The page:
Columbia: A War Without End?
by Sanho Tree, Institute for Policy Studies
Drugs today are cheaper and more available than ever before. Will escalating a failed drug control policy produce a different result? Our drug czar, General Barry McCaffrey, seems to think so. In January, General McCaffrey unveiled the administration's aid package for Colombia.
Our militarized drug strategy overwhelmingly emphasizes drug eradication, interdiction and law enforcement when studies show that these are the least effective means of reducing illicit drug use. A landmark study of cocaine markets by the conservative RAND Corporation found that, dollar for dollar, providing treatment to cocaine users is 10 times more effective than drug interdiction schemes and 23 times more cost effective than eradicating coca at its source.
According to the General Accounting Office, Colombian officials "seized a record amount of coca products in 1998 - almost 57 metric tons - and had also destroyed 185 cocaine laboratories... [However] there has not been a net reduction in processing or exporting refined cocaine from Colombia or in cocaine availability within the United States." After $625 million in US counter-narcotics assistance to Colombia between 1990-98, Colombia actually surpassed Peru and Bolivia to become the world's largest coca producer.
If decreasing drug use is the ultimate goal, why aren't we putting more resources into domestic demand reduction where each dollar spent is 23 times more effective than eradication? General McCaffrey's drug control budget is simply upside down - two-thirds of the budget still focuses on law enforcement and "supply reduction" while one-third is expected to cover drug treatment, education and prevention.
Our drug czar has staked his reputation on a futile "supply reduction" strategy, and now we are militarizing the entire region in a last ditch attempt to salvage a failed policy. Colombia's conflict is driven by social, political, and economic forces - sending guns and helicopters will not remedy poverty and hunger. The region is in desperate need of a mini-Marshall Plan, but General McCaffrey's response is to send them Desert Storm. We can help Colombia address issues of poverty and inequality, but not by sending them more weapons.
In order to justify more than a billion dollars in military aid, our drug warriors are now invoking the specter of a leftist insurgency that has been making advances in the four-decade-old Colombian civil war.
Although all parties in the Colombian conflict have been involved in drug trafficking, General McCaffrey is promoting only the "narco-guerilla" as the boogeyman. He told reporters last July that it is "silly at this point" to try to differentiate between anti-drug efforts and the war against insurgent groups. Compare that statement with what McCaffrey told reporters two years before: "Let there be no doubt: We are not taking part in counterguerrilla operations." Thanks to mission creep, our counter-narcotics policy has now drawn us into the Colombian civil war.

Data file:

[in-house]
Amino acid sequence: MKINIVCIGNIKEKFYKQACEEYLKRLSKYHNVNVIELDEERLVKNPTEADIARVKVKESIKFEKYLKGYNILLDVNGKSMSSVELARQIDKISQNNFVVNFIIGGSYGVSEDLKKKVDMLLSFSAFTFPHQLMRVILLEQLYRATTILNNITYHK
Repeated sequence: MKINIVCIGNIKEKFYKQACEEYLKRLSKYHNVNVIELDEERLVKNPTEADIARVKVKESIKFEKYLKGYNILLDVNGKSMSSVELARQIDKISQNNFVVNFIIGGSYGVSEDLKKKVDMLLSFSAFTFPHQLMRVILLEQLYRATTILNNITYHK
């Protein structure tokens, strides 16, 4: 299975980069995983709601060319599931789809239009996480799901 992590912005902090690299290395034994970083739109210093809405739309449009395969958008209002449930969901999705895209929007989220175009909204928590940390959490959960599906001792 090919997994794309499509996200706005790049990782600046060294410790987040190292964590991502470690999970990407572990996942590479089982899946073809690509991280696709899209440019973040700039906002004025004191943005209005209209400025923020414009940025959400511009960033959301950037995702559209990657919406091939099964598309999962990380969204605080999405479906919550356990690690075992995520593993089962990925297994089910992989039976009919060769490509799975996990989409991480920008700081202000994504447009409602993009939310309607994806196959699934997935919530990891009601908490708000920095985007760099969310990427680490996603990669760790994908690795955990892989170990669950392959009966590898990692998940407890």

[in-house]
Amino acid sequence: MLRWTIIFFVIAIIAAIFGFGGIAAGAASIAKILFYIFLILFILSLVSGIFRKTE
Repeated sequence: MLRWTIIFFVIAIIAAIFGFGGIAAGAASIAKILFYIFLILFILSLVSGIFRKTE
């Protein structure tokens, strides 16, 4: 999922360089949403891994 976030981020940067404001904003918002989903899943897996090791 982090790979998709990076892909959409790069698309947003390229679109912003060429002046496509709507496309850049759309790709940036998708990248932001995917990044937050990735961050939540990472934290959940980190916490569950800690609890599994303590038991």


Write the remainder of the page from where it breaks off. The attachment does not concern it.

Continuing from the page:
The potential for a Vietnam-style quagmire in Colombia is alarming. Once again, there is no definition of "victory", no clear articulation of objectives, and no exit strategy. Are we aiming for a 20%, 50% or 100% reduction in drug production? Or are we trying to push the guerillas south of the equator or are we trying to "degrade" their military capability? Or will the war end when US drug use completely disappears?
There is no capitol city to occupy, no enemy flag to seize, and no geographic high ground to capture. How many Colombians are we prepared to sacrifice for such undefined objectives? Americans have a right to know what goals we must achieve before we can declare success and go home. This military assistance is the first in a series of blank checks in a war that has no endgame.
General Charles Wilhelm, the head of US military forces in Latin America, told Congress the Colombian military must gain some battlefield victories in order to bargain with the rebels from a position of strength. Isn't this the kind of fuzzy, flexible objective that kept us in the Vietnam quagmire? And, if the Colombian military begins to win some victories, the hawks may abandon peace negotiations completely in the illusory hope of defeating the rebels.
Do our elected representatives think it ethical for the US to escalate the vicious civil war in Colombia, risking the lives of peasants and indigenous people caught in the crossfire, to stop Americans from buying drugs? If so, they need a reality check. How can we eliminate drugs from the Andes when we can't even keep them out of our own prisons?
It is simply wishful thinking and political scapegoating to believe poor countries such as Colombia and Mexico can remedy the US demand for illicit drugs. Until we provide adequate resources for drug treatment, rehabilitation and prevention, the US will continue to consume billions of dollars worth of drugs and impoverished peasants will continue to grow them.
If the drug war was evaluated like most other federal programs, we would have tried different strategies long ago. But our current policy seems to follow its own unique logic. A decline in drug use becomes evidence that we should invest more money and resources in the National Drug Control Strategy because it is working. A rise in drug use becomes proof that we are not doing enough to fight drugs, and must redouble our efforts and funding.
Under this unsustainable dynamic, funding and incarceration rates can only rachet upward. Our so-called War on Drugs has become an unending war against our own citizens and against our neighbors in this hemisphere. It is time to consider alternative policies that reduce the harm caused by drug abuse as well as reduce the harm caused by the drug war itself.